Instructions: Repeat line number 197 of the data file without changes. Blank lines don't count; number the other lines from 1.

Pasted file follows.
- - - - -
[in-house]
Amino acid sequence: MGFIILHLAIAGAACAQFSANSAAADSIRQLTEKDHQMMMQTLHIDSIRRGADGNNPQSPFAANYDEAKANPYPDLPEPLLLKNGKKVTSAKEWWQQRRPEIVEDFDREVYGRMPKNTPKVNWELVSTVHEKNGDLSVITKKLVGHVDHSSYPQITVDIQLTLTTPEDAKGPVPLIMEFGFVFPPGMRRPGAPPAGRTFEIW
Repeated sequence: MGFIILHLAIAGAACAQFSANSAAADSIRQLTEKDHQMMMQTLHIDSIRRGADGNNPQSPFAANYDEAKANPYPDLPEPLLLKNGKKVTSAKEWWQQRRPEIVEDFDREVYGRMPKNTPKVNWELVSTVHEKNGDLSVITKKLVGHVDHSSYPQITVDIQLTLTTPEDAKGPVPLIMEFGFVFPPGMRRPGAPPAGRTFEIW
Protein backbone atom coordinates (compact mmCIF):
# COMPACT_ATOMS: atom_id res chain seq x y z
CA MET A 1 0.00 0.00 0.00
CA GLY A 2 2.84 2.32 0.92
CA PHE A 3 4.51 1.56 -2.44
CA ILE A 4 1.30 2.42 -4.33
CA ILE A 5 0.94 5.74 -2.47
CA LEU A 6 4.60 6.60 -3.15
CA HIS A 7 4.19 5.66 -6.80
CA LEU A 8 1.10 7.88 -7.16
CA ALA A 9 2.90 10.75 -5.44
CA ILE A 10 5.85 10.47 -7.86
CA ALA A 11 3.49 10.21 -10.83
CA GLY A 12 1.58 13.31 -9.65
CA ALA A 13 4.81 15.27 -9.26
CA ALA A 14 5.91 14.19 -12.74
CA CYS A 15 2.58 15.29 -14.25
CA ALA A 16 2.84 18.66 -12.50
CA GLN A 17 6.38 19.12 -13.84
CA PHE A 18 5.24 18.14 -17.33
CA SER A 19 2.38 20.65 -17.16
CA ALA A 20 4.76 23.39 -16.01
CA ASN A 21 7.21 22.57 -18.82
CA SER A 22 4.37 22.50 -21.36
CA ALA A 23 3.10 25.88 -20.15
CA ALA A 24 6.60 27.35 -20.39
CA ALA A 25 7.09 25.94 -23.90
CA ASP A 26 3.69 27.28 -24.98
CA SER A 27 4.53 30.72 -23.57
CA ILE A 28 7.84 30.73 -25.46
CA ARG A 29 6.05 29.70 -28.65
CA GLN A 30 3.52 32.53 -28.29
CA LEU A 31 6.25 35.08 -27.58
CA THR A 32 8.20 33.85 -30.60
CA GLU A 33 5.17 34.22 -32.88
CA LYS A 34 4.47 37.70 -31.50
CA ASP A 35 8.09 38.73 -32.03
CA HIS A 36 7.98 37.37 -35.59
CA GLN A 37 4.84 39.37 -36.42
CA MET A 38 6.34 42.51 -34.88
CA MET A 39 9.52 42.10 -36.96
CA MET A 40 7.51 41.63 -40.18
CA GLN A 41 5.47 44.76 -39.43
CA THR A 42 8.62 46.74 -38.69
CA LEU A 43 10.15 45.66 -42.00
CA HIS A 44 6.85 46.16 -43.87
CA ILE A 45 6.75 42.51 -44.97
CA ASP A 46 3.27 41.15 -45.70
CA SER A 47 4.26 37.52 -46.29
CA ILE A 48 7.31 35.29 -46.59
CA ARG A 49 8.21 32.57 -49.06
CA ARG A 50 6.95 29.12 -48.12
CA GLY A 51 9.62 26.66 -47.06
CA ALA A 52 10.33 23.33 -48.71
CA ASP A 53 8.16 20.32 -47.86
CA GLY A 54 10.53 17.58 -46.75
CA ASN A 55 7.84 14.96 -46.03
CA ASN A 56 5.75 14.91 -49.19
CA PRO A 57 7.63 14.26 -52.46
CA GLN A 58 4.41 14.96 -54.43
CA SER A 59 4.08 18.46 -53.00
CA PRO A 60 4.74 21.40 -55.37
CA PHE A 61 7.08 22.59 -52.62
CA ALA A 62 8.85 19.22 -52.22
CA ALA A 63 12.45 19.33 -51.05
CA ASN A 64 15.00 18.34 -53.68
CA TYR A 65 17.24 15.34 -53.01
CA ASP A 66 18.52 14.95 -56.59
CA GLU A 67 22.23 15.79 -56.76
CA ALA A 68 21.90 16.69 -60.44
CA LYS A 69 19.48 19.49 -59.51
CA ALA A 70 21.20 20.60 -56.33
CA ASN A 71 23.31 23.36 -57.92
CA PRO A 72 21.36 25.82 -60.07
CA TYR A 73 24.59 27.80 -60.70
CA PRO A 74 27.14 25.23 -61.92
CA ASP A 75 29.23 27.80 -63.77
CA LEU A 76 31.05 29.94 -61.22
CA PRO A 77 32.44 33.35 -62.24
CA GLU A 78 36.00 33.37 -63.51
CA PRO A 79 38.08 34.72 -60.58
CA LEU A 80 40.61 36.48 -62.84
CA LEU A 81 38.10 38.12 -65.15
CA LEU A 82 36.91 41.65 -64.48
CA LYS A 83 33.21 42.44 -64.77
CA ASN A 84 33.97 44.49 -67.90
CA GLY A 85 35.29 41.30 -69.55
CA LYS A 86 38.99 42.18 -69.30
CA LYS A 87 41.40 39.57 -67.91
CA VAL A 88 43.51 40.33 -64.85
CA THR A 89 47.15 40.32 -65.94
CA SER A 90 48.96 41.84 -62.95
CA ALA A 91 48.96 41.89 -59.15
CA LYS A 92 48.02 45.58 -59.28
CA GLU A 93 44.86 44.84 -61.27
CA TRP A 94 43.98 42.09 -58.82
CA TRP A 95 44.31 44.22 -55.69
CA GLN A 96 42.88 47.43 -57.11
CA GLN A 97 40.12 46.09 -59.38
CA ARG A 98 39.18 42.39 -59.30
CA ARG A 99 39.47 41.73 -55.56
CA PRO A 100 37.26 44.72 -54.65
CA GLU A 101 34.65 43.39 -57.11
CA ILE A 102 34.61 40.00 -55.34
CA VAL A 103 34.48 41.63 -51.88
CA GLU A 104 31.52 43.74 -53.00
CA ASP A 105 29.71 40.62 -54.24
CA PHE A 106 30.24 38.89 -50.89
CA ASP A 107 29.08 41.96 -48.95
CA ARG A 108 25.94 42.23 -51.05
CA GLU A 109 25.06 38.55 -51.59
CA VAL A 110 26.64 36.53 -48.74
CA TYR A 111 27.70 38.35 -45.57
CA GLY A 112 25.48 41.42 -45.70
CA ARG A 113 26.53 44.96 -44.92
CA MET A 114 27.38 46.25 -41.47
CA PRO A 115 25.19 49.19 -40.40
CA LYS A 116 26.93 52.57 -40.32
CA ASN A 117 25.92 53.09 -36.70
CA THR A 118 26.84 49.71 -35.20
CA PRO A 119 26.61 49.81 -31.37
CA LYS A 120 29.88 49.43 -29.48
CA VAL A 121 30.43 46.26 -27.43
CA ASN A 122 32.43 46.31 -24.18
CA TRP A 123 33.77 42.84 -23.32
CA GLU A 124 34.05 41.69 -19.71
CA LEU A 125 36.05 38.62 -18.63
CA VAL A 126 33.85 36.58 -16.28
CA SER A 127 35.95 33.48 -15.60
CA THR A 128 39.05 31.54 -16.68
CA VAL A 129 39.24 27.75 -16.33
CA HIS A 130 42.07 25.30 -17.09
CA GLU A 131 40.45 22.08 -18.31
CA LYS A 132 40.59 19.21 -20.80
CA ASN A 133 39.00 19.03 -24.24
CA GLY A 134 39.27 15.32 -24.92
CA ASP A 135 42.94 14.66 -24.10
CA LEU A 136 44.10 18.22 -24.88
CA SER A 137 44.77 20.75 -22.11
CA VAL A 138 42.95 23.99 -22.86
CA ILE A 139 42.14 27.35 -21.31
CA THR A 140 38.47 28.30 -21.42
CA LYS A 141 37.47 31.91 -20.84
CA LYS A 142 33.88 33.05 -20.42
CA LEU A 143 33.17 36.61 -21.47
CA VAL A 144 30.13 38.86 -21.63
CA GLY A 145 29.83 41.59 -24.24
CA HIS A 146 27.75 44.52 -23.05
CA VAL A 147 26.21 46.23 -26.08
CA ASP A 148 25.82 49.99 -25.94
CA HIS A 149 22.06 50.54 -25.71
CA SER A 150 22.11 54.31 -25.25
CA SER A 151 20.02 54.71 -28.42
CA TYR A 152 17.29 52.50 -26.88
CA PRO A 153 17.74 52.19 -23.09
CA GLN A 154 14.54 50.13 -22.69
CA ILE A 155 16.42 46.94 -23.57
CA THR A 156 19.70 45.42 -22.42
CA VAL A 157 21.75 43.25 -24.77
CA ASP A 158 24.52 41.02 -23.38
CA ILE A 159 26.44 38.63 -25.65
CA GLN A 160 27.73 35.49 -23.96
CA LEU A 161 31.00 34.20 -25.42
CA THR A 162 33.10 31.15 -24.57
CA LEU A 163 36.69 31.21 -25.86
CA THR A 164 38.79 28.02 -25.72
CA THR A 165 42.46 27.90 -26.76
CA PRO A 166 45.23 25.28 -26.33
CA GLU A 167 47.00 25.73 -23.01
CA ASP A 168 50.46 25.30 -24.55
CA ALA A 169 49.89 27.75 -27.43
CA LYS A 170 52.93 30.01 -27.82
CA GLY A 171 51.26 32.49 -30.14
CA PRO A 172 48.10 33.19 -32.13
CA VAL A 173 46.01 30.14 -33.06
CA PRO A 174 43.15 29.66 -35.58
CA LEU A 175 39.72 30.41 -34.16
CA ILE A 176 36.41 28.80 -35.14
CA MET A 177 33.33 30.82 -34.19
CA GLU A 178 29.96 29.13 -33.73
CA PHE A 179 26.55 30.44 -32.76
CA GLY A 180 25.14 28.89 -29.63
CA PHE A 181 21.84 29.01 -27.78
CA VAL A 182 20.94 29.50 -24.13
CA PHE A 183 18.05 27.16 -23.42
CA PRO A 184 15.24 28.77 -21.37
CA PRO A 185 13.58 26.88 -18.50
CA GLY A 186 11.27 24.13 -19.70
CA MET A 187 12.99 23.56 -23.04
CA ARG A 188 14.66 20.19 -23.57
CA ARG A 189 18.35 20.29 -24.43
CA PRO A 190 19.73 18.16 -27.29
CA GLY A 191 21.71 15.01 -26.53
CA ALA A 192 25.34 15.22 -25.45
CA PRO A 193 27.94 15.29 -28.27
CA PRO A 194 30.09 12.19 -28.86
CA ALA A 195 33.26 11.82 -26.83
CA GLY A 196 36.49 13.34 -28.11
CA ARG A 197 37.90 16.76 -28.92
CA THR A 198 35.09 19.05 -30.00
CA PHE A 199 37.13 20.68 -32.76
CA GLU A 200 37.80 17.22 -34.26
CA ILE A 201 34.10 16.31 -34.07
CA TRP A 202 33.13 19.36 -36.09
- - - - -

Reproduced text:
CA ALA A 192 25.34 15.22 -25.45